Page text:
Glued Laminated Timber

Glued Laminated Timber or Glulam is an engineered stress-rated product created by bonding together individual pieces of lumber having a thickness of two inches or less. Individual pieces of lumber are end-joined together to create long lengths referred to as laminations. These laminations are then face-bonded together to create the finished product. Glulam is also among the most versatile of the engineered wood products. It can be shaped into forms ranging from straight beams to complex curved members, and is used in a wide variety of residential and nonresidential building construction applications, including headers, floor girders, ridge beams and purlins, cantilever beam systems, arches, domes and exposed applications such as bridges, marinas and utility structures.
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Laminated Veneer Lumber

Laminated Veneer Lumber: also known as LVL is the most widely used of the structural composite lumber products. It is produced by bonding thin wood veneers together in a large billet so that the grain of all veneers is parallel to the long direction. The LVL billet is then sawn to desired dimensions depending on the construction application. Some of the products many uses are for headers and beams, hip and valley rafters, scaffold planking, and the flange material for prefabricated wood I-joists.
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Oriented Strand Board

Oriented Strand Board or OSB consists of wood strands bonded with adhesives to form a mat. Like the veneer in plywood, these mats are layered and oriented for maximum strength, stiffness and stability. The individual strands are typically three to four inches long. OSB is widely used as construction sheathing, as the web material for wood I-joists, as the structural skins of structural insulated panels (SIPs), and in a growing number of other applications.
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Plywood

The original engineered wood, plywood consists of veneers arranged in perpendicular layers. The layers consist of veneer plies laminated with the grain running in the same direction. There are always an odd number of layers, with the grain of the face layers typically oriented parallel to the long dimension of the panel. It is the cross-laminated lay-up of veneer that gives plywood its excellent strength, stiffness and dimensional stability. In addition to a variety of sheathing, siding, sanded and concrete form grades, many manufacturers can produce custom lay-ups for specialized applications.
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Plywood Weight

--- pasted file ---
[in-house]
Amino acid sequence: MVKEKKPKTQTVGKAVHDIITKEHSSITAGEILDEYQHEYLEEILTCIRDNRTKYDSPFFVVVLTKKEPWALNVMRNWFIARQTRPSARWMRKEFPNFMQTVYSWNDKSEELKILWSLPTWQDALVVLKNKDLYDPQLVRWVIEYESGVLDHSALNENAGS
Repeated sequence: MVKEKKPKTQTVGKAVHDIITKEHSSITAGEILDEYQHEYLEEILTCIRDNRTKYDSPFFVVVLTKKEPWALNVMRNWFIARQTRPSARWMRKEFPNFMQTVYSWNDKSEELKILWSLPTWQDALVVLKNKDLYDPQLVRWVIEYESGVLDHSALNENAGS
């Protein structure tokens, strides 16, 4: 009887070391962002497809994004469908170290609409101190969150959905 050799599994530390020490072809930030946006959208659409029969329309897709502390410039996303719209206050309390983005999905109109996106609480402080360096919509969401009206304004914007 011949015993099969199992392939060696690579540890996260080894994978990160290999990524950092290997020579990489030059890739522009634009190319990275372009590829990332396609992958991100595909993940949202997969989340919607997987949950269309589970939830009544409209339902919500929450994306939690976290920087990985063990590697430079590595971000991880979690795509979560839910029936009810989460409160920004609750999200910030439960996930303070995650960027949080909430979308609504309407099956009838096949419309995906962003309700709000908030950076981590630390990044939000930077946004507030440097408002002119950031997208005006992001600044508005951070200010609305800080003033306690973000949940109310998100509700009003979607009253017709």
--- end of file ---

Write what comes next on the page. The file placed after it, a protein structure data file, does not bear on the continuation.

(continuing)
An easy way to estimate how much a stack of plywood will weigh is to figure about 25 lbs. per 1/4 in. of thickness. For example, one 4x8-ft. sheet of 1/4-in. plywood will weigh about 25 lbs., 1/2-in. about 50 lbs., and 3/4-in. about 75 lbs. This can help you decide how many trips you need to make to get a stack home, or whether you should have it delivered.
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Prefabricated Wood I-joists

Sometimes referred to as I-beams, are structural, load-carrying products. I-joists are typically available in long lengths and because they are very lightweight can be easily handled at the jobsite without the need for costly handling equipment. Their "I" configuration provides high bending strength and stiffness characteristics. The top and bottom flange material for I-joists is typically dimension lumber or laminated veneer lumber; the web material is OSB or plywood. Prefabricated wood I-joists are used extensively in residential construction for both floor and roof framing and are among the fastest growing of the glued engineered wood products.
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Structural Composite Panels

Structural composite panels (the APA tradename is COM-PLY) consist of veneer faces bonded to a wood-base core material, such as OSB. Composite panels are manufactured in three- or five-layer arrangements. A three-layer panel has a wood fiber core and a veneer face and back, while a five-layer panel also has a veneer crossband in the center. When manufactured in a one-step pressing operation, voids in the veneers are filled automatically by the particles or strands as the panel is pressed in the bonding process. Typical composite panel applications include sheathing, siding and industrial applications.
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Greenhouse Frames

Most greenhouses have frames of wood or aluminum. Wood will lose no significant heat through the frame. Over time the wood fades unless you keep it painted or finished, and it may rot or warp. Aluminum frames retain shape well, won't corrode, and are often color-coated. Some heat is lost through the aluminum.
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